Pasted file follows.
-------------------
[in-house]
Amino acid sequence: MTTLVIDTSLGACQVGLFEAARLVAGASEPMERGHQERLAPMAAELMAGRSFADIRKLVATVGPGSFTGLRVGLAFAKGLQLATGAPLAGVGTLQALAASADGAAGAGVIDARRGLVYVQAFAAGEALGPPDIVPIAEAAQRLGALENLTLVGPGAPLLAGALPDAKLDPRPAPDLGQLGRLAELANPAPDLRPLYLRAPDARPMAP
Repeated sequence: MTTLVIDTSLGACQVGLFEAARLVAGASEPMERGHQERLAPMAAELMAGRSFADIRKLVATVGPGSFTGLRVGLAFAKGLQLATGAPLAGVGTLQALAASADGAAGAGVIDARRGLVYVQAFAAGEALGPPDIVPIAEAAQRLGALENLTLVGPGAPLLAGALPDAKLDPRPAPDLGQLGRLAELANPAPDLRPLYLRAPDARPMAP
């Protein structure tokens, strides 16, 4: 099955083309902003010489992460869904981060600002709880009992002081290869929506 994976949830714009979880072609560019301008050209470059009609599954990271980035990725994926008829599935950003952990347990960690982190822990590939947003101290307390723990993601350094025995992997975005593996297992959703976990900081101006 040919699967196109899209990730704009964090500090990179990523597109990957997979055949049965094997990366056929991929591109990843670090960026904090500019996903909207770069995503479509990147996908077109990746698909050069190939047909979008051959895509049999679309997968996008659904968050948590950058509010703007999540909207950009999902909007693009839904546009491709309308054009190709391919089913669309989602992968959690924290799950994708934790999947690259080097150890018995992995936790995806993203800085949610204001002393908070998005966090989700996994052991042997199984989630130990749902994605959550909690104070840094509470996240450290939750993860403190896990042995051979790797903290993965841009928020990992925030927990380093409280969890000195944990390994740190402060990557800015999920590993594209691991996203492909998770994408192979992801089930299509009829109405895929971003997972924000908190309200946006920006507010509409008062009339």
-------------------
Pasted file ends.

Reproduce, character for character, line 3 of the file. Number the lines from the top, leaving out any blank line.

Repeated sequence: MTTLVIDTSLGACQVGLFEAARLVAGASEPMERGHQERLAPMAAELMAGRSFADIRKLVATVGPGSFTGLRVGLAFAKGLQLATGAPLAGVGTLQALAASADGAAGAGVIDARRGLVYVQAFAAGEALGPPDIVPIAEAAQRLGALENLTLVGPGAPLLAGALPDAKLDPRPAPDLGQLGRLAELANPAPDLRPLYLRAPDARPMAP